A lot has been done to improve the business environment in East Africa over the past five years by eliminating most of the Non-Tariff Barriers (NTBs), especially along the Northern Corridor.
It now takes cargo trucks about five days from Mombasa to Kigali, down from over 21 days previously. The improvement is attributed to the removal of unnecessary weighbridges along the trade route, border delays, and the fact that shipments are now cleared at the first port of entry under the single customs territory.
This has helped Rwandan traders using the Northern Corridor to save time and money and hence reduce the cost of doing business. However, the Central Corridor continues to present challenges, forcing many traders to switch to the Mombasa port despite being a longer distance.
Besides the poor infrastructure, numerous roadblocks and weighbridges, there are cases of delays in clearing goods, corruption and theft at Dar es Salaam.
The situation, however, improved after President John Pombe Magufuli intervened and directed for removal of the majority of the weighbridges, reducing them from eight to three.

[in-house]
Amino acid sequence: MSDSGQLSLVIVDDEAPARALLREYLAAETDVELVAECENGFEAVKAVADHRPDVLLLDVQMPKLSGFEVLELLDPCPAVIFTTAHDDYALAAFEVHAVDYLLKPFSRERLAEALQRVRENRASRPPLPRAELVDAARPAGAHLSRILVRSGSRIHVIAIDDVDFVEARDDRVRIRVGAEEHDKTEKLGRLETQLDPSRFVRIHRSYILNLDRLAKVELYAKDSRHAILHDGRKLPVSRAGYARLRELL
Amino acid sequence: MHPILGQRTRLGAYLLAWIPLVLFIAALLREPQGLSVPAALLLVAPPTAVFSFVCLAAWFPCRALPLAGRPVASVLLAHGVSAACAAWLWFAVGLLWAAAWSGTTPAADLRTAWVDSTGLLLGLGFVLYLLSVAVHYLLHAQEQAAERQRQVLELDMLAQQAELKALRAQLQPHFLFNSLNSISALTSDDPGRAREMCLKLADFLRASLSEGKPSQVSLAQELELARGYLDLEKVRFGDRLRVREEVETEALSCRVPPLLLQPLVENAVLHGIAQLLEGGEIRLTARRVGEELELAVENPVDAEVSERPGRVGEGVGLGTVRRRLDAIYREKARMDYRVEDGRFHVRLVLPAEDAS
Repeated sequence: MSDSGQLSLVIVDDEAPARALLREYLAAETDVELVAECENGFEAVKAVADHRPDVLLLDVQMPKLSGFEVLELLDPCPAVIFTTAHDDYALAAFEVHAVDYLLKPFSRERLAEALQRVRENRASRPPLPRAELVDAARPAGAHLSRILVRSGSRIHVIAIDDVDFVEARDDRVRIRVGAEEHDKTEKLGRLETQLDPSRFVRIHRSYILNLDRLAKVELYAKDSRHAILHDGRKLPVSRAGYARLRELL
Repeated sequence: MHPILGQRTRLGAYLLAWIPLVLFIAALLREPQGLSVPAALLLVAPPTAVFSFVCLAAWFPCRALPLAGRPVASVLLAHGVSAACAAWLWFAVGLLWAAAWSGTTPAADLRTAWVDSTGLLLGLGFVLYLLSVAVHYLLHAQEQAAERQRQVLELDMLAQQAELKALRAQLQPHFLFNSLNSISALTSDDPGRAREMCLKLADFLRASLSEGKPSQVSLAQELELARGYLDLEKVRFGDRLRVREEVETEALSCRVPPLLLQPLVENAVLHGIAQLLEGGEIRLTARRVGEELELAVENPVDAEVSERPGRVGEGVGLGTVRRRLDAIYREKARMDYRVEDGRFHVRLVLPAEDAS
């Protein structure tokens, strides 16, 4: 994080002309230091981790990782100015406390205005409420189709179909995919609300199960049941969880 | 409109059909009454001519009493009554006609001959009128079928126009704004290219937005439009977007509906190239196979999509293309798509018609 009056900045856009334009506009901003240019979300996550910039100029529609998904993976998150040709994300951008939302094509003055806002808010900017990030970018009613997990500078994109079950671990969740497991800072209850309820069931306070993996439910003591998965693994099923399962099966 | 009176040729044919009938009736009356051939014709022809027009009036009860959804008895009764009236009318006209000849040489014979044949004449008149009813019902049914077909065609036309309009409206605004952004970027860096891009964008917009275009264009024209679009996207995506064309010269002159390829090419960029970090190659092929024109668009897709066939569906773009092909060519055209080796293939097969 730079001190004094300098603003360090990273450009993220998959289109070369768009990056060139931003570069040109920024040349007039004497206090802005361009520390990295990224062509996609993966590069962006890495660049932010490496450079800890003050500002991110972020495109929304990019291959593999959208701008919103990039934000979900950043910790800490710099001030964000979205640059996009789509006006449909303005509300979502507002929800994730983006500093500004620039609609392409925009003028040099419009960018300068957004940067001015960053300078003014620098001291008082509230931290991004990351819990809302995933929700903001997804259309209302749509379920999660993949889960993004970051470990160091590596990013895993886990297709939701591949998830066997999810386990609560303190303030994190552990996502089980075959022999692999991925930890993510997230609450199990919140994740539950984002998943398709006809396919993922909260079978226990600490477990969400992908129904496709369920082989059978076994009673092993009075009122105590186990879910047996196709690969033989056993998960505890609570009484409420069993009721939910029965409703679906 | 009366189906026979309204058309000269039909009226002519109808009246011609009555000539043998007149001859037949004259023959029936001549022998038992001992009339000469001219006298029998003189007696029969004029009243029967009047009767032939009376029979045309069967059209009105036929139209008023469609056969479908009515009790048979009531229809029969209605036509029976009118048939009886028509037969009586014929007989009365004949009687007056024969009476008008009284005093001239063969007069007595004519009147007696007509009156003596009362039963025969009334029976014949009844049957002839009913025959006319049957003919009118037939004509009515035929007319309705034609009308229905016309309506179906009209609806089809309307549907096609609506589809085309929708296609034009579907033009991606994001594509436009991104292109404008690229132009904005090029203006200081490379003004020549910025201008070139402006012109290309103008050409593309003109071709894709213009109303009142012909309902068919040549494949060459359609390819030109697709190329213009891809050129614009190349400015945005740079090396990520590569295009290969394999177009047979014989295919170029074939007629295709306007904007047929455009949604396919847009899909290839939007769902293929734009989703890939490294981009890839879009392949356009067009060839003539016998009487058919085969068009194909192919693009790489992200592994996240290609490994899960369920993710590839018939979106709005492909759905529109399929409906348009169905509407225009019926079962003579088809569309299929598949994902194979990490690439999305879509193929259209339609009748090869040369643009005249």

The development has helped trackers save up to 78 per cent of weighbridge stoppage times, a development that could attract more Rwandan businesses to use Dar port.
But challenges still abound despite the improvements and need to be addressed to promote trade along the Central Corridor.
The local business community complains that Tanzania has introduced transit stickers that cost $40 which to them is a step backwards and should be resolved urgently.
There also seem to be inconsistencies in the implementation of the Tanzanian President’s directive on weighbridges that need to be addressed as some truckers are not yet fully satisfied.
It is crucial for EAC member states to understand that improving the business environment benefits all stakeholders and enhances trade and earnings. So, Tanzanian authorities should be more interested in attracting more traffic instead of collecting small fees. The same goes for other EAC states.
Besides, the removal of NTBs is key to reducing the cost of trade in the region and increasing efficiency along the two corridors.